Local, national impacts if debt ceiling agreement not reached

WASHINGTON D.C. — The White House and Congress have not agreed to raise the debt ceiling.

The deadline for reaching an agreement is June 1. That is when U.S. Government could run out of money and if that happens, officials would be unable to pay the bills.

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What does that really mean?

News Center 7′s Xavier Hershovitz says a lot of government programs could be impacted if a deal is not reached soon.

The country has gone through government shutdowns where federal workers are either furloughed or unpaid, but a potential default would have a bigger impact.

Hershovitz says this includes the following:

  • Federal workers may go unpaid
  • Medicare & Medicaid could be disrupted
  • Social Security recipients might not get their checks on time
  • Interest rates could surge

The uncertainty of it all could have the biggest impact on the overall economy because this has never happened before.

“The possibility of catastrophe is hanging there, in large part because we don’t really know what it will look like,” said Dan Birdsong, lecturer at the University of Dayton. “So, there’s the unknown I think, that is part of the problem.”

>>Debt ceiling explained: Why it’s a struggle in Washington and how the impasse could end

Hershovitz says there is still a lot of uncertainty about what a potential default would mean for the Miami Valley.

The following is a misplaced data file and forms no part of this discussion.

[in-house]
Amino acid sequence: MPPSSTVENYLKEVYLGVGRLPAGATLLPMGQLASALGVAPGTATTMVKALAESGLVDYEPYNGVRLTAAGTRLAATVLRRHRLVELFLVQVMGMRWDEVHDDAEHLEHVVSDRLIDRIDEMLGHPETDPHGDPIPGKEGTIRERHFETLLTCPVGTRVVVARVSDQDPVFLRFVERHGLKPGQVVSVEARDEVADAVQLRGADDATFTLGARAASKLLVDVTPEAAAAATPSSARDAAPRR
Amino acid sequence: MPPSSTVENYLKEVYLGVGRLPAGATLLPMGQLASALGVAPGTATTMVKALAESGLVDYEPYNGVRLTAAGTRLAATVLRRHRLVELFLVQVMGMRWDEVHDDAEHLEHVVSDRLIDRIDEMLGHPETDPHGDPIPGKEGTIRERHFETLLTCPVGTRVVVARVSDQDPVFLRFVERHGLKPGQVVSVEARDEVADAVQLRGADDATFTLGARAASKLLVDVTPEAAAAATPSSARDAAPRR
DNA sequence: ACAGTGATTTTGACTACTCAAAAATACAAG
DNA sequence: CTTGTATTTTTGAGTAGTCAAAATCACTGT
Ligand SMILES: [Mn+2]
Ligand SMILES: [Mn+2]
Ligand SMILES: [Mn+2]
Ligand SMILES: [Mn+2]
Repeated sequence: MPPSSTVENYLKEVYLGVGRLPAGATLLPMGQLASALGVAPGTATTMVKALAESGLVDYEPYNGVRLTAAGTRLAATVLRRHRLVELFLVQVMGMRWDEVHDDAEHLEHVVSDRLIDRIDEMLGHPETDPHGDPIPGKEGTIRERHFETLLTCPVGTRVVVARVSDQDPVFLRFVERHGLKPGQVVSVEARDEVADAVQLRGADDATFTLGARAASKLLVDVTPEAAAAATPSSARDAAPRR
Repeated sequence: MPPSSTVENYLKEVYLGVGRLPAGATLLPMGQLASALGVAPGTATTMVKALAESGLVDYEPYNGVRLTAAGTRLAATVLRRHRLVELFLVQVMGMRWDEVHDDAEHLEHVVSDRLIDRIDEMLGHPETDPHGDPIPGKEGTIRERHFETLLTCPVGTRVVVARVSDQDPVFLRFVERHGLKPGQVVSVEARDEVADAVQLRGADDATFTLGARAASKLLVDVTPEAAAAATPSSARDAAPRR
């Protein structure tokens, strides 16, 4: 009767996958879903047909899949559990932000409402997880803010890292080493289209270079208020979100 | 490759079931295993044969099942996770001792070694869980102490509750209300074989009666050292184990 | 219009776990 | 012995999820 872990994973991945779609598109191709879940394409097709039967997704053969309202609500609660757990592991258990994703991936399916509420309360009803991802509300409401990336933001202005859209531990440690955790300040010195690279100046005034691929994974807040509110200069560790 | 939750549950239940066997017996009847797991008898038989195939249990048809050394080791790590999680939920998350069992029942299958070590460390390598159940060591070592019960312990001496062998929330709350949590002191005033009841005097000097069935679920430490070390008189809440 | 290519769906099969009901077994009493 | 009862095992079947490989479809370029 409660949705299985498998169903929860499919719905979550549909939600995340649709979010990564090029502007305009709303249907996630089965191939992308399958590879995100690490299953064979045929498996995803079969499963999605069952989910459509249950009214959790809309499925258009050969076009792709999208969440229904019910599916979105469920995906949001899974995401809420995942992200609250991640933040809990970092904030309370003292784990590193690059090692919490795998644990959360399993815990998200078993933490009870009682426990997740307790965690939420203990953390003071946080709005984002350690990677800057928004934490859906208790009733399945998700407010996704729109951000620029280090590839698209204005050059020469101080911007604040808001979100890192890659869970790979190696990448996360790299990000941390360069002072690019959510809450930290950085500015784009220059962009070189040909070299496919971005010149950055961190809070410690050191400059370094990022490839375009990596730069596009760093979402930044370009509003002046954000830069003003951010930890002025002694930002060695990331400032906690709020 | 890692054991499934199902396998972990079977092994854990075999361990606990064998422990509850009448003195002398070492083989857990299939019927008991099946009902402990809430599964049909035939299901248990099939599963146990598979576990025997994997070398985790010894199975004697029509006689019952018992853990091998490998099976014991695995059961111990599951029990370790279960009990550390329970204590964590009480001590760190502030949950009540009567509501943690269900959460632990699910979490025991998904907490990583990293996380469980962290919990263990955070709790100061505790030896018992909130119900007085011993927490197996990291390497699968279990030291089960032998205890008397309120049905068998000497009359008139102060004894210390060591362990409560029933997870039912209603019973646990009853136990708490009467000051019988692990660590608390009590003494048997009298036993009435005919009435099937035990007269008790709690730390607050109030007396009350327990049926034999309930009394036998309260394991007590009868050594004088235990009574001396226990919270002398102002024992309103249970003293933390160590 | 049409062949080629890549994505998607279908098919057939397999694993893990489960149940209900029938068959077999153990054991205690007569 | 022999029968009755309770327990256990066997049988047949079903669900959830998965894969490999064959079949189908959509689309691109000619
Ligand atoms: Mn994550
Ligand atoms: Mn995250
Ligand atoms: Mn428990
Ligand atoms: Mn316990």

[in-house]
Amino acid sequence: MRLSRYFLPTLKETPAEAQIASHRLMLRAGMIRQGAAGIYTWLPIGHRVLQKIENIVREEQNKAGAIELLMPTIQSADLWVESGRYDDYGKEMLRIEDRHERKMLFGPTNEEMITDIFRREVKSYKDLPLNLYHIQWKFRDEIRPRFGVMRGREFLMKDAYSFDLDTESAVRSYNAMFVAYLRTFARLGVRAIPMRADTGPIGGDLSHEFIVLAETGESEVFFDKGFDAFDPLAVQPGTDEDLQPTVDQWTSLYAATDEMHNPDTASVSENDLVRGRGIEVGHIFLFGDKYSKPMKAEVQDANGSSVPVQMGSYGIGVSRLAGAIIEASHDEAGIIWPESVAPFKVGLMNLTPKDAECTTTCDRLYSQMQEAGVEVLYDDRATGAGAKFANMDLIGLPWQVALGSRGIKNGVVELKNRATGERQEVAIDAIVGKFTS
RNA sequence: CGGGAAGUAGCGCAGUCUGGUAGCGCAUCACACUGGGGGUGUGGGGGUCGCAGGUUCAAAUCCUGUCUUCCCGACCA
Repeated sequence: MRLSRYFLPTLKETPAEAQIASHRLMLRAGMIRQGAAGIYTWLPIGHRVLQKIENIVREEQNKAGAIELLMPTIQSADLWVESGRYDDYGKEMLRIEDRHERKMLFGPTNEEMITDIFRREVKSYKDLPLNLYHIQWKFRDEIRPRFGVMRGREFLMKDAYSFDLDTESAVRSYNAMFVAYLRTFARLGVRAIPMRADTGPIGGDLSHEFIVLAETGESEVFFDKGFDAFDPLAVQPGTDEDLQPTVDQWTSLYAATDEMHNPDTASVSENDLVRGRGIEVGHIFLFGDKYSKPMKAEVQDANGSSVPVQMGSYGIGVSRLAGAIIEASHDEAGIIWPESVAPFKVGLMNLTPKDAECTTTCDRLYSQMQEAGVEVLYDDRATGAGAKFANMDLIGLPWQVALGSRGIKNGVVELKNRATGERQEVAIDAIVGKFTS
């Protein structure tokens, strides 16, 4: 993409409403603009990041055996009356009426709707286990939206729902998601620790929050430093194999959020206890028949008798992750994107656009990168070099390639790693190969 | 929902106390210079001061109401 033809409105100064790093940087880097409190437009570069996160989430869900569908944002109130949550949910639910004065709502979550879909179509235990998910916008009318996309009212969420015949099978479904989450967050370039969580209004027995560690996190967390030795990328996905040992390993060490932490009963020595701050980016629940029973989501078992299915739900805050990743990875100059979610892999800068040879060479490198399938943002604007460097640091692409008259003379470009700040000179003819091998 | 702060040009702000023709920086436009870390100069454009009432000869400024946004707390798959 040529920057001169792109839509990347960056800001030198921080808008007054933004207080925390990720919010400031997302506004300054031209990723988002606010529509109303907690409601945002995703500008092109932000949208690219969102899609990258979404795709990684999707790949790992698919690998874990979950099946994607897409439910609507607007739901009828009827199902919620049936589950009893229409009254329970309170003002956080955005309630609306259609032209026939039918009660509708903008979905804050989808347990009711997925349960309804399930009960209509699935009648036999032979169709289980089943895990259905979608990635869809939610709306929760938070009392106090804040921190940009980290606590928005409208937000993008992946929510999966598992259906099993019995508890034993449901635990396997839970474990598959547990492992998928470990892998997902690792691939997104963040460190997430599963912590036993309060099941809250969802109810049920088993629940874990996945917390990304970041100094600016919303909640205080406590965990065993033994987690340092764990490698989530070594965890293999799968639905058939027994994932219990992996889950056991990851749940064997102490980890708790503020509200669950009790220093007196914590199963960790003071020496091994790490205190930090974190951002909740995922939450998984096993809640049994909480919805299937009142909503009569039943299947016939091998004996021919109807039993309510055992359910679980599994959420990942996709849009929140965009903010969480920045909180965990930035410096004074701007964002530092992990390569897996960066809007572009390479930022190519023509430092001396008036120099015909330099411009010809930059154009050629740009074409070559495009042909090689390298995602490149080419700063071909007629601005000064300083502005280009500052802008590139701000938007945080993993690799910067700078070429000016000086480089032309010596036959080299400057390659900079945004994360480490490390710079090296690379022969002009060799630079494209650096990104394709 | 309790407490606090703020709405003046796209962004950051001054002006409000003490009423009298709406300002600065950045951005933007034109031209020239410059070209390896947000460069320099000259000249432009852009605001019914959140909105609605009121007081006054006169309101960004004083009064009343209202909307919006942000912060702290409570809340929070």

Wright-Patterson Air Force Base is a major economic driver for the Miami Valley. The Dayton region’s military and federal installations generate $40 billion in economic impact, according to an analysis by the Dayton Development Coalition.

Wright-Patterson Air Force Base also does the following economically for the region:

  • Create 380,000 jobs.
  • Account for 6% of Ohio’s economy.
  • Generate $69 billion in total economic activity across the state.

Hershovitz says all of this could be impacted by a potential default.

>>Debt ceiling explained: Why it’s a struggle in Washington and how the impasse could end

Birdsong said the economic impacts of a potential default are a reason for concern but that isn’t the only reason.

“I think people should be concerned,” he told Hershovitz. “Mainly because we want a government that functions properly. And it’s moments like this where it just pushes it to this. Its limits on to what degree can the two major parties function properly together just on governing,”

The U.S. House of Representatives is expected to go on recess for the Memorial Day holiday on Thursday.

House Leadership said they will only come back if a deal is reached.

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